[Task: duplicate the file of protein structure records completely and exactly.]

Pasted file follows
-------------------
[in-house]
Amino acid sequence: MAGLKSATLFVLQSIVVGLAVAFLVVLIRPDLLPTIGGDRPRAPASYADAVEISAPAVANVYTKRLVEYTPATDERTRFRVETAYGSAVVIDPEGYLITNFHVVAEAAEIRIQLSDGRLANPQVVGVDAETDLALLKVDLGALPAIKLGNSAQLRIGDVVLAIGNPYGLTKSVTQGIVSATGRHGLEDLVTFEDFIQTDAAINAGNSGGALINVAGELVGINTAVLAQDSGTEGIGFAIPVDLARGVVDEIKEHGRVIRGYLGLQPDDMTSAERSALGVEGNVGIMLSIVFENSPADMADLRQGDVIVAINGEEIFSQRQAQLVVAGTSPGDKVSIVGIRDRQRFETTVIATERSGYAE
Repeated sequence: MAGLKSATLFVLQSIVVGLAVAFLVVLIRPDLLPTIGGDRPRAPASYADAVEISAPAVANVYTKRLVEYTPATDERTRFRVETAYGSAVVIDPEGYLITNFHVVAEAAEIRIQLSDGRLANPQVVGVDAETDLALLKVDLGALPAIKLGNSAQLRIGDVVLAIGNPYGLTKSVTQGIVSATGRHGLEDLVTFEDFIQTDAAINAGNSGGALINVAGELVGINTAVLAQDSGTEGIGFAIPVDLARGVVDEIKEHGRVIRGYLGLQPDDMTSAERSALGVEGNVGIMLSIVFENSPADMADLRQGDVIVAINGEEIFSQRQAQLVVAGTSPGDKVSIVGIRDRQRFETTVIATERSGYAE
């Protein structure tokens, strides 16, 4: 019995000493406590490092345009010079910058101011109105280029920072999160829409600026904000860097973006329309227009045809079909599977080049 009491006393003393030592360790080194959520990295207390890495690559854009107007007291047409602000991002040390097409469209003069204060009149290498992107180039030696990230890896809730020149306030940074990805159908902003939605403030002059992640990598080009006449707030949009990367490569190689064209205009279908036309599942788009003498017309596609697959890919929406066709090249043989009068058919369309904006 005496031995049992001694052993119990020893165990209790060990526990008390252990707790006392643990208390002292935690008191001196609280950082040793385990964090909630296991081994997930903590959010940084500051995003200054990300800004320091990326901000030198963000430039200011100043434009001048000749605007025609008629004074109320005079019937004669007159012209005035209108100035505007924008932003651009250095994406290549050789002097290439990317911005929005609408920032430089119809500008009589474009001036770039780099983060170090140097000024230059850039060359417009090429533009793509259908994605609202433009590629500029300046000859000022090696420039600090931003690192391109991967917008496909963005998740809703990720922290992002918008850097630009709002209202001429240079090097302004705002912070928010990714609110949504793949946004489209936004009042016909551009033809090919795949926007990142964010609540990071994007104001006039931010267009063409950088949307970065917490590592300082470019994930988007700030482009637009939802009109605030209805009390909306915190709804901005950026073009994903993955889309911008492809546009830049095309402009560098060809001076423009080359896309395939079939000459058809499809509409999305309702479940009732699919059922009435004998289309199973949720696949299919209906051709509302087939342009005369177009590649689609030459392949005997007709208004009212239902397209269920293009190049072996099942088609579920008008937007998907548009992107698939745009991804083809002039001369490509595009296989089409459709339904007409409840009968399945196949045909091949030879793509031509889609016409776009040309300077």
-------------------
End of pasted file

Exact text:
[in-house]
Amino acid sequence: MAGLKSATLFVLQSIVVGLAVAFLVVLIRPDLLPTIGGDRPRAPASYADAVEISAPAVANVYTKRLVEYTPATDERTRFRVETAYGSAVVIDPEGYLITNFHVVAEAAEIRIQLSDGRLANPQVVGVDAETDLALLKVDLGALPAIKLGNSAQLRIGDVVLAIGNPYGLTKSVTQGIVSATGRHGLEDLVTFEDFIQTDAAINAGNSGGALINVAGELVGINTAVLAQDSGTEGIGFAIPVDLARGVVDEIKEHGRVIRGYLGLQPDDMTSAERSALGVEGNVGIMLSIVFENSPADMADLRQGDVIVAINGEEIFSQRQAQLVVAGTSPGDKVSIVGIRDRQRFETTVIATERSGYAE
Repeated sequence: MAGLKSATLFVLQSIVVGLAVAFLVVLIRPDLLPTIGGDRPRAPASYADAVEISAPAVANVYTKRLVEYTPATDERTRFRVETAYGSAVVIDPEGYLITNFHVVAEAAEIRIQLSDGRLANPQVVGVDAETDLALLKVDLGALPAIKLGNSAQLRIGDVVLAIGNPYGLTKSVTQGIVSATGRHGLEDLVTFEDFIQTDAAINAGNSGGALINVAGELVGINTAVLAQDSGTEGIGFAIPVDLARGVVDEIKEHGRVIRGYLGLQPDDMTSAERSALGVEGNVGIMLSIVFENSPADMADLRQGDVIVAINGEEIFSQRQAQLVVAGTSPGDKVSIVGIRDRQRFETTVIATERSGYAE
């Protein structure tokens, strides 16, 4: 019995000493406590490092345009010079910058101011109105280029920072999160829409600026904000860097973006329309227009045809079909599977080049 009491006393003393030592360790080194959520990295207390890495690559854009107007007291047409602000991002040390097409469209003069204060009149290498992107180039030696990230890896809730020149306030940074990805159908902003939605403030002059992640990598080009006449707030949009990367490569190689064209205009279908036309599942788009003498017309596609697959890919929406066709090249043989009068058919369309904006 005496031995049992001694052993119990020893165990209790060990526990008390252990707790006392643990208390002292935690008191001196609280950082040793385990964090909630296991081994997930903590959010940084500051995003200054990300800004320091990326901000030198963000430039200011100043434009001048000749605007025609008629004074109320005079019937004669007159012209005035209108100035505007924008932003651009250095994406290549050789002097290439990317911005929005609408920032430089119809500008009589474009001036770039780099983060170090140097000024230059850039060359417009090429533009793509259908994605609202433009590629500029300046000859000022090696420039600090931003690192391109991967917008496909963005998740809703990720922290992002918008850097630009709002209202001429240079090097302004705002912070928010990714609110949504793949946004489209936004009042016909551009033809090919795949926007990142964010609540990071994007104001006039931010267009063409950088949307970065917490590592300082470019994930988007700030482009637009939802009109605030209805009390909306915190709804901005950026073009994903993955889309911008492809546009830049095309402009560098060809001076423009080359896309395939079939000459058809499809509409999305309702479940009732699919059922009435004998289309199973949720696949299919209906051709509302087939342009005369177009590649689609030459392949005997007709208004009212239902397209269920293009190049072996099942088609579920008008937007998907548009992107698939745009991804083809002039001369490509595009296989089409459709339904007409409840009968399945196949045909091949030879793509031509889609016409776009040309300077």